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Open Access Publications from the University of California

Chiral magnetic effect in ZrTe 5

  • Author(s): Li, Q
  • Kharzeev, DE
  • Zhang, C
  • Huang, Y
  • Pletikosić, I
  • Fedorov, AV
  • Zhong, RD
  • Schneeloch, JA
  • Gu, GD
  • Valla, T
  • et al.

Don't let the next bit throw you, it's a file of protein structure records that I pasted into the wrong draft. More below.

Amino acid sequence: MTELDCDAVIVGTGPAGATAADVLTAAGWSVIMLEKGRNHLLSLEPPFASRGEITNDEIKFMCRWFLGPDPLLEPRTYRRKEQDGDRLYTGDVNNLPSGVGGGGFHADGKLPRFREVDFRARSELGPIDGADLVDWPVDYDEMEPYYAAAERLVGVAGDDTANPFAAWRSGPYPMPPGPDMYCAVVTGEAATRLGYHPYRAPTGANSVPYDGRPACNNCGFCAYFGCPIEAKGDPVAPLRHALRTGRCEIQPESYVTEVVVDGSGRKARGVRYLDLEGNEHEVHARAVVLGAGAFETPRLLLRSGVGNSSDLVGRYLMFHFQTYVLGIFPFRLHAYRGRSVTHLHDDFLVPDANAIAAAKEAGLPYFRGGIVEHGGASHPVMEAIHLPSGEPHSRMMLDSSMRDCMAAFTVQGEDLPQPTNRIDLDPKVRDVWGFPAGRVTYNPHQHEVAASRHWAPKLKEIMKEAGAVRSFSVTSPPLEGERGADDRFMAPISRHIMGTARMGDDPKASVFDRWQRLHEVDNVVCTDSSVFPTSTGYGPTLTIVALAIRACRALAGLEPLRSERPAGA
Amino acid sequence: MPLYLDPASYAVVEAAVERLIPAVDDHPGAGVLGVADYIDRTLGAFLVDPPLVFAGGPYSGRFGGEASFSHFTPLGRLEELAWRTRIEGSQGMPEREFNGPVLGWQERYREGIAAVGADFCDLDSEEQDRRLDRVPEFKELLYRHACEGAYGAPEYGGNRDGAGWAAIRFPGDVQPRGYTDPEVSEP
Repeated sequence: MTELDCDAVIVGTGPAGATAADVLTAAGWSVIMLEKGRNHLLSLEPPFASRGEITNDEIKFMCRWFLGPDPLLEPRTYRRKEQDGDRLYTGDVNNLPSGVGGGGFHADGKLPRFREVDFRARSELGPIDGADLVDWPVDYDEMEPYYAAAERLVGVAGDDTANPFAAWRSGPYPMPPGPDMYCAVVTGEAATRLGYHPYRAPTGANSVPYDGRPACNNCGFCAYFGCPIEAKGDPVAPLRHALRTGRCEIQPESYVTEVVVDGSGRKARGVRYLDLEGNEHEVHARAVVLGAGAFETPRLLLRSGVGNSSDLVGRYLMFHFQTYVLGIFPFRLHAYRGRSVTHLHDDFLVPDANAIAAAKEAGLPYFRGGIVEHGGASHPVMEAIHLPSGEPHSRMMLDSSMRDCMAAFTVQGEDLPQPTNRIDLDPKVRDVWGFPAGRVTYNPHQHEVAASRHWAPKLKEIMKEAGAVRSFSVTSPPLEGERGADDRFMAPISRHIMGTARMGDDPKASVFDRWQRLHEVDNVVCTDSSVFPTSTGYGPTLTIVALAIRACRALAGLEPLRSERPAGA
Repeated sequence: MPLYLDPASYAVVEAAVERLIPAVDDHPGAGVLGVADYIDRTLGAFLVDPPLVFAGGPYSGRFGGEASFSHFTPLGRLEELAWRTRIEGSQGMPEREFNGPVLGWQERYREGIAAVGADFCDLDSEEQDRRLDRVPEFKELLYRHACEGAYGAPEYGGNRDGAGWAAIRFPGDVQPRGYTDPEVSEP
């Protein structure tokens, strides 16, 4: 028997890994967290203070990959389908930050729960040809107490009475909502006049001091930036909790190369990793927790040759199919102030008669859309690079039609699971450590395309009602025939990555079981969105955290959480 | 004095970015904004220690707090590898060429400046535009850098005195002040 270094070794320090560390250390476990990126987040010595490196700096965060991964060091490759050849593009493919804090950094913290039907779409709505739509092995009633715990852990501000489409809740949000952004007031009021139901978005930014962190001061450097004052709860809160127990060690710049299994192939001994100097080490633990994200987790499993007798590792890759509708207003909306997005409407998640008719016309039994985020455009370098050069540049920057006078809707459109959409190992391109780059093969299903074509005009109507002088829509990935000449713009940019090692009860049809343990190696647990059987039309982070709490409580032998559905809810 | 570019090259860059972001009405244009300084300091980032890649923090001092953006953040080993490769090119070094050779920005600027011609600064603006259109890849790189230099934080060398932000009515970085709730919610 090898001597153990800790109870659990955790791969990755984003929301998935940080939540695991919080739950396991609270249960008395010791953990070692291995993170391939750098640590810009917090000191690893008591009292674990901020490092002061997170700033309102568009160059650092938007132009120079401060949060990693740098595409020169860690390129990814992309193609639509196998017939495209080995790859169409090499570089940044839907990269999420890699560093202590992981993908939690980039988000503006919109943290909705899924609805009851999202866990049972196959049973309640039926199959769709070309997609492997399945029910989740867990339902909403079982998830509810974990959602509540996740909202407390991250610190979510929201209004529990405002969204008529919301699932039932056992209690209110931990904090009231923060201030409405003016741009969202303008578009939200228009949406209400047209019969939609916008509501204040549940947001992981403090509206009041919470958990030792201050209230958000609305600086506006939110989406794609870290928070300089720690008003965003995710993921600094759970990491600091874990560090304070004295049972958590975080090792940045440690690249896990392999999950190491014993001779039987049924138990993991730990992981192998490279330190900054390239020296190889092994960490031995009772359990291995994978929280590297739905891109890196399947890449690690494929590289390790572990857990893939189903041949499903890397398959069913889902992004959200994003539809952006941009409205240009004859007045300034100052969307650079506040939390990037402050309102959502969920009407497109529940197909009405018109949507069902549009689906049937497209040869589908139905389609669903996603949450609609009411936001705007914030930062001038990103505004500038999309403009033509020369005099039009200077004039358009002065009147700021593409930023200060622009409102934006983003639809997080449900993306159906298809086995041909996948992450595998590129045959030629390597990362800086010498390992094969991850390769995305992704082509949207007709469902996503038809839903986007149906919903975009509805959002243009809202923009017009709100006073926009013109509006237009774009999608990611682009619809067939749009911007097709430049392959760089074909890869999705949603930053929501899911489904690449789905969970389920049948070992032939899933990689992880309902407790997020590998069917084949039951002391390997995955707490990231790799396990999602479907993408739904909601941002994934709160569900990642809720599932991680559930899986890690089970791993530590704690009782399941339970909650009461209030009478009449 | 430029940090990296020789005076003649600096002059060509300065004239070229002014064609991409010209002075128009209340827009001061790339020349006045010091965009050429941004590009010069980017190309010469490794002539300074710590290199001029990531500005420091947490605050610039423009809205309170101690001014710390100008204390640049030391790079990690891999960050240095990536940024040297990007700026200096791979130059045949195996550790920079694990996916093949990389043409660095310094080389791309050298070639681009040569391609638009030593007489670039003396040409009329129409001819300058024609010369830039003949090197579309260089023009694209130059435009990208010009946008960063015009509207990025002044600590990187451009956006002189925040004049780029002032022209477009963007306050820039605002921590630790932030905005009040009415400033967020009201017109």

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© 2016 Macmillan Publishers Limited. The chiral magnetic effect is the generation of an electric current induced by chirality imbalance in the presence of a magnetic field. It is a macroscopic manifestation of the quantum anomaly in relativistic field theory of chiral fermions (massless spin 1/2 particles with a definite projection of spin on momentum) - a remarkable phenomenon arising from a collective motion of particles and antiparticles in the Dirac sea. The recent discovery of Dirac semimetals with chiral quasiparticles opens a fascinating possibility to study this phenomenon in condensed matter experiments. Here we report on the measurement of magnetotransport in zirconium pentatelluride, ZrTe 5, that provides strong evidence for the chiral magnetic effect. Our angle-resolved photoemission spectroscopy experiments show that this material's electronic structure is consistent with a three-dimensional Dirac semimetal. We observe a large negative magnetoresistance when the magnetic field is parallel with the current. The measured quadratic field dependence of the magnetoconductance is a clear indication of the chiral magnetic effect. The observed phenomenon stems from the effective transmutation of a Dirac semimetal into a Weyl semimetal induced by parallel electric and magnetic fields that represent a topologically non-trivial gauge field background. We expect that the chiral magnetic effect may emerge in a wide class of materials that are near the transition between the trivial and topological insulators.

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